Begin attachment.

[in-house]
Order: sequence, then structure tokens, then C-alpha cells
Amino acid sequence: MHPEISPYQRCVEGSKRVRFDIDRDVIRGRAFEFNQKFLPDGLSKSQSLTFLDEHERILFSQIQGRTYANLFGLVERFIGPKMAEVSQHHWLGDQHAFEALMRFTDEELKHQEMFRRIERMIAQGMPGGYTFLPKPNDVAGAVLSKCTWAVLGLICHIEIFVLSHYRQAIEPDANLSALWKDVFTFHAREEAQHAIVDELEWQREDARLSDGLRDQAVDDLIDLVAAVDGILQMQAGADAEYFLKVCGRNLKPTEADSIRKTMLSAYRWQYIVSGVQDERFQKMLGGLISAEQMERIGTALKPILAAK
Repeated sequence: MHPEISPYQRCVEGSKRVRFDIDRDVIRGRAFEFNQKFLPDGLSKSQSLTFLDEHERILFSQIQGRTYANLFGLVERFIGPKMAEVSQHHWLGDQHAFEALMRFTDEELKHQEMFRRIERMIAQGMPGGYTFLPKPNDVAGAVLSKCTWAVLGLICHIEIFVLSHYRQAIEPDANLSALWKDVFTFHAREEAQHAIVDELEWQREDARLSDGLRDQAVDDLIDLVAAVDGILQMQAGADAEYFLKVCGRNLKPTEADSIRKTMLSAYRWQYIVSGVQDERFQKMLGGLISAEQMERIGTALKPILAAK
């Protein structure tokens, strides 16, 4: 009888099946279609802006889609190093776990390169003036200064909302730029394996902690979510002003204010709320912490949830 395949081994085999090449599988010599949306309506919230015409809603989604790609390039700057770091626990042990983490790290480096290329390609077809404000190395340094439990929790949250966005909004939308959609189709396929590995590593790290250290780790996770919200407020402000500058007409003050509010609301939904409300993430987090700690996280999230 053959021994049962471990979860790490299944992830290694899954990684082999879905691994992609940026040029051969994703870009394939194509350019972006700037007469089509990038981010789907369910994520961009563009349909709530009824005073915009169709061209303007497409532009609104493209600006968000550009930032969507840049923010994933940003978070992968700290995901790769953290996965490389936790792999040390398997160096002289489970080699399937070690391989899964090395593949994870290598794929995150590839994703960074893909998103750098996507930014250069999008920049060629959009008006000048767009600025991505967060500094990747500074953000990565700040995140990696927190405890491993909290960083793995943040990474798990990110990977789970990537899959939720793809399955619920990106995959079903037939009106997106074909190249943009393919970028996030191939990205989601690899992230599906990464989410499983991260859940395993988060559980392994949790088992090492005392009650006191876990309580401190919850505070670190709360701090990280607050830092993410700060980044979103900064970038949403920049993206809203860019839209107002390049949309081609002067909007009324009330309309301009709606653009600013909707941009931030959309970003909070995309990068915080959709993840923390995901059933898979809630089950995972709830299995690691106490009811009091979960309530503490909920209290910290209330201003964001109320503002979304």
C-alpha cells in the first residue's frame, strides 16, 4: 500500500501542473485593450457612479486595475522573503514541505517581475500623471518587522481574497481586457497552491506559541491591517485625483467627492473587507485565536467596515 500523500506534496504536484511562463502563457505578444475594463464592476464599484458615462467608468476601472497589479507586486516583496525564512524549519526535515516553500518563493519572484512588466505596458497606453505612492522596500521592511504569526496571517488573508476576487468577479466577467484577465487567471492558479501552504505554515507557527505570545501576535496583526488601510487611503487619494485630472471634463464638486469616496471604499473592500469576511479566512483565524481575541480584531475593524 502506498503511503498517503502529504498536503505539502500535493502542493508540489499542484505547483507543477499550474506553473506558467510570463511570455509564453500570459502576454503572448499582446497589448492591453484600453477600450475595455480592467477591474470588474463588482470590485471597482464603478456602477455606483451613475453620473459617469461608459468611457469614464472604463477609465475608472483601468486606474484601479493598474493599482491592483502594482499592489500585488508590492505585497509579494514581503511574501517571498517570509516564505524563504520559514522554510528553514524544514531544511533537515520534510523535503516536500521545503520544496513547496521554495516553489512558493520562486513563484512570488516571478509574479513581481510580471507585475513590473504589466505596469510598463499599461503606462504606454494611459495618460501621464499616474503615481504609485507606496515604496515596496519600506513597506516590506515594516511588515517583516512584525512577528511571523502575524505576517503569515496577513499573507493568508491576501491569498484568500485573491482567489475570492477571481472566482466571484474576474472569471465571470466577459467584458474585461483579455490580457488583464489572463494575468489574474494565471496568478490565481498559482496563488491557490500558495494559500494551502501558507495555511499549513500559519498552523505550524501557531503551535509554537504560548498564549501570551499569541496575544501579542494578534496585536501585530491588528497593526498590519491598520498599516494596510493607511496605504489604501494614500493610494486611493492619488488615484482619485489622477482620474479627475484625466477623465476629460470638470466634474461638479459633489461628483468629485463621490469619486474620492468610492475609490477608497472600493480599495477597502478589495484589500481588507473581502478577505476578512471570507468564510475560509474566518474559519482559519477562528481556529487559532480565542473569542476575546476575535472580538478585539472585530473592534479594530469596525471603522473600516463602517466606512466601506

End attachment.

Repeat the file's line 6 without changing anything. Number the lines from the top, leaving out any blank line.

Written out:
C-alpha cells in the first residue's frame, strides 16, 4: 500500500501542473485593450457612479486595475522573503514541505517581475500623471518587522481574497481586457497552491506559541491591517485625483467627492473587507485565536467596515 500523500506534496504536484511562463502563457505578444475594463464592476464599484458615462467608468476601472497589479507586486516583496525564512524549519526535515516553500518563493519572484512588466505596458497606453505612492522596500521592511504569526496571517488573508476576487468577479466577467484577465487567471492558479501552504505554515507557527505570545501576535496583526488601510487611503487619494485630472471634463464638486469616496471604499473592500469576511479566512483565524481575541480584531475593524 502506498503511503498517503502529504498536503505539502500535493502542493508540489499542484505547483507543477499550474506553473506558467510570463511570455509564453500570459502576454503572448499582446497589448492591453484600453477600450475595455480592467477591474470588474463588482470590485471597482464603478456602477455606483451613475453620473459617469461608459468611457469614464472604463477609465475608472483601468486606474484601479493598474493599482491592483502594482499592489500585488508590492505585497509579494514581503511574501517571498517570509516564505524563504520559514522554510528553514524544514531544511533537515520534510523535503516536500521545503520544496513547496521554495516553489512558493520562486513563484512570488516571478509574479513581481510580471507585475513590473504589466505596469510598463499599461503606462504606454494611459495618460501621464499616474503615481504609485507606496515604496515596496519600506513597506516590506515594516511588515517583516512584525512577528511571523502575524505576517503569515496577513499573507493568508491576501491569498484568500485573491482567489475570492477571481472566482466571484474576474472569471465571470466577459467584458474585461483579455490580457488583464489572463494575468489574474494565471496568478490565481498559482496563488491557490500558495494559500494551502501558507495555511499549513500559519498552523505550524501557531503551535509554537504560548498564549501570551499569541496575544501579542494578534496585536501585530491588528497593526498590519491598520498599516494596510493607511496605504489604501494614500493610494486611493492619488488615484482619485489622477482620474479627475484625466477623465476629460470638470466634474461638479459633489461628483468629485463621490469619486474620492468610492475609490477608497472600493480599495477597502478589495484589500481588507473581502478577505476578512471570507468564510475560509474566518474559519482559519477562528481556529487559532480565542473569542476575546476575535472580538478585539472585530473592534479594530469596525471603522473600516463602517466606512466601506